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Life’s not a movie for this celebrity

Life’s not a movie for this celebrity

A world recognised celebrity will slip into New Zealand on July 1 for a whirlwind week of meetings and greetings.

More than 10,000 New Zealanders have been awaiting his arrival from the United States.

Around 1.2 million more people throughout the world want to see or hear about him in the next 11 months.

No, he hasn’t got a Hollywood address. In fact, his real home address is Pakuranga, Auckland. But for the next year Bill Boyd and his wife Lorna, will be living and working out of an apartment in Evanston, Chicago.

The reason for his celebrity status and a year long jetset lifestyle is Bill Boyd has just been elected as the Rotary International President – the first New Zealander to hold the post since 1959.

As President he becomes the very active head of an organisation that covers 166 countries. It’s not the kind of job that sees him put a gong on his chest and rubber stamp meaningful, but soon redundant reports.

Mr Boyd and Lorna will travel to sites where Rotary has helped carry out mass inoculations to help rid the world of the Polio virus; to third world countries where getting clean water from tanks or wells is vital for survival; and to others where programmes are helping people farm or work their way out of poverty or prostitution.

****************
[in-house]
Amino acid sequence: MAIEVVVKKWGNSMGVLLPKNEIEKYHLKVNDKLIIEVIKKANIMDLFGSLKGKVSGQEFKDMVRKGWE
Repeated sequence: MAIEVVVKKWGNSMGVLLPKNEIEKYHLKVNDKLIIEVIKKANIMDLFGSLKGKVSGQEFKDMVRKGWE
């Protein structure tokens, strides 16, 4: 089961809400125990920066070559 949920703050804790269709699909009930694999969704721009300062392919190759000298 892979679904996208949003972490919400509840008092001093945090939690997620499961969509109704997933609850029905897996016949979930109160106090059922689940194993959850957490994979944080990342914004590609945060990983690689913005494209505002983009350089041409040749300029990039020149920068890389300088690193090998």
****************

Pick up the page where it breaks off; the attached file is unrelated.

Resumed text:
A Rotarian since 1971, first in the Wellington South club then Pakuranga, Mr Boyd has done the hard yards in the lead up to becoming President, including being a director and international treasurer 1999-2000. He knows what to expect and has already visited places like Pakistan to witness first hand the devastation caused by the earthquake there and how Rotary is helping.

In his former life Mr Boyd was a general manager of Gordon and Gotch (NZ) Ltd and a key personality in the New Zealand magazine industry. He remains an active consultant to three international magazines. He also is a certified rugby referee and blew the whistle on games for 30 years.

But on his latest experience, Mr Boyd says he is both honoured and humble to represent such a dynamic organisation and he and Lorna are proud to be doing it as New Zealanders.

While in New Zealand Mr Boyd will help induct his son-in-law as President of the Rotary Club of Heretaunga in Wellington. Rotary tends to draw in families, like that of the blonde-headed boy in the TV ad asked of what there is only one and answers ‘me’.

When Mr Boyd asked permission to use the ad during his international talks the boy’s family was delighted. The boy’s grandfather had been a Rotary District Governor.

Ends

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